The 2015 World Rugby U20 Championship in Italy may now be consigned to the history books but the reputations created by some of the tournament’s stars could light up rugby for years to come.
Here’s a look at some of the players from the tournament who, though too late to make an impact at the Rugby World Cup, could well be amongst the superstars of the game by 2019 in Japan.
Akira Ioane, New Zealand
A regular for the Blues in Super Rugby this season, Ioane was an irrepressible force at the Championship, helping New Zealand to their first title since 2011.
With a mother who is a former Black Fern and a father, Eddie, who was a former Samoa lock his pedigree is unquestioned and his imposing 6ft 5in, 18st frame made it look man against boys at times during the tournament. Only England managed to keep him relatively under wraps, but even they saw him cross the try line once, going over for the crucial score that would see New Zealand lift the trophy.
Having just turned 20 years of age, Ioane will have his eyes firmly set on pushing Kieran Read for a 2019 RWC place where he could well play a starring role for New Zealand. If the All Blacks are beset by rash of injuries, don’t rule out his late inclusion in this year’s tournament.
As well-stocked as New Zealand are in the back row, Ioane’s performances at the Championship and in Super Rugby this season will have been duly noted in the All Blacks’ camp.
Sekou Macalou, France
It was a frustrating tournament for the Stade Français-bound flanker, as injury curtailed his campaign 10 minutes into France’s semi-final with New Zealand, but a strong case can be made that he was the premier talent on show in Italy.
A rangy flanker who is as impressive without the ball as he is with it, Macalou is the centrepiece of a crop of French youngsters who could quickly become a part of Guy Novès’ rebuilding job with Les Bleus.
Macalou was in imperious form against Wales in the opening round of the tournament, leading the defensive line and dominating the breakdown against promising Welsh openside Ollie Griffiths, whilst his athletic ability and powerful frame made him a constant threat with ball in hand.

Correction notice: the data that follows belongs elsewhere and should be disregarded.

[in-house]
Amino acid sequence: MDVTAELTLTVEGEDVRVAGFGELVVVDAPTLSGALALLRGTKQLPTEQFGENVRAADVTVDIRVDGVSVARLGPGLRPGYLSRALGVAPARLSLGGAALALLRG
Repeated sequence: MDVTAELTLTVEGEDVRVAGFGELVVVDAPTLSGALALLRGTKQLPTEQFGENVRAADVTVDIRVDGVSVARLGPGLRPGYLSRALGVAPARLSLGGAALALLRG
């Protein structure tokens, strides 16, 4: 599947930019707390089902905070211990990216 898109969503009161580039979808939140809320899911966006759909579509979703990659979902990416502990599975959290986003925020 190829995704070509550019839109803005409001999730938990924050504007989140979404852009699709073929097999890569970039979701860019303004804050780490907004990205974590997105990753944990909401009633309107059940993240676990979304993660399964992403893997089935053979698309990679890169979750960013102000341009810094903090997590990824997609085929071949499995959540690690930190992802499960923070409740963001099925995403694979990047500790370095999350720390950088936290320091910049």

With Thierry Dusautoir and Yannick Nyanga both nearing the ends of their international careers, the timing could be perfect for Macalou to make an impact with France after the Rugby World Cup.
Paul Hill, England
Put simply, Hill may well be the best tighthead prop to grace the U20 international stage. Admittedly, the U20 category has only been around since 2008, but that shouldn’t diminish from Hill’s obvious talent.
A powerful ball-carrier and destructive at the breakdown, the 6ft 2in, 18st Hill is a thoroughly modern prop, but most importantly, he scrummages with excellent technique and dominated opponents this summer.
Hill ups sticks this summer, leaving Yorkshire Carnegie for Northampton Saints, where he will come under the tutelage of Dorian West. The former England U19 and U21 coach will relish working with someone of Hill’s potential and though props often don’t mature as quickly as other positions, there’s no reason why Hill can’t push for playing time with Northampton this season.
Hill’s all-round package could see him fast-tracked into the England set-up after the RWC.
Thomas du Toit, South Africa
A dominant loosehead at last year’s tournament, du Toit has coped well with the conversion to tighthead this year.
The youngster, who has already accrued a significant amount of Super Rugby experience with the Sharks, bettered the looseheads of Italy, Samoa, Australia and France with ease, and although he came unstuck against Ellis Genge of England, the early signs are promising.
The Sharks are losing both their starting and backup tightheads this year, with Jannie du Plessis and Matt Stevens both heading for the Top 14, creating a considerable void in their front row.
If du Toit can lockdown the Sharks’ three jersey next season, the Springbok one could follow quickly, such is the skill du Toit has already shown in the scrum, not to mention the dearth of tighthead options South Africa currently have at their disposal.
Owen Watkin, Wales
A member of the Ospreys U18 squad, Watkin was fast-tracked into the Welsh U20s set-up this season and has repaid the faith shown in him.
At 6ft 2in and weighing in at just shy of 16 stone, Watkin – at just 18 years of age – was one of the most physical backs at the Championship. There are obvious similarities between Watkin and the current Welsh midfield of Jamie Roberts and Jonathan Davies.
Watkin will still be 18 when the new Guinness Pro 12 season begins, but he already looks ready for the physical nature of senior rugby and could be ready to make the most of any opportunities the RWC creates in the Ospreys’ backline.
There’s an abundance of talented players Watkin will need to usurp in the Welsh midfield before the 2019 RWC, but he definitely has the potential to challenge the status quo.
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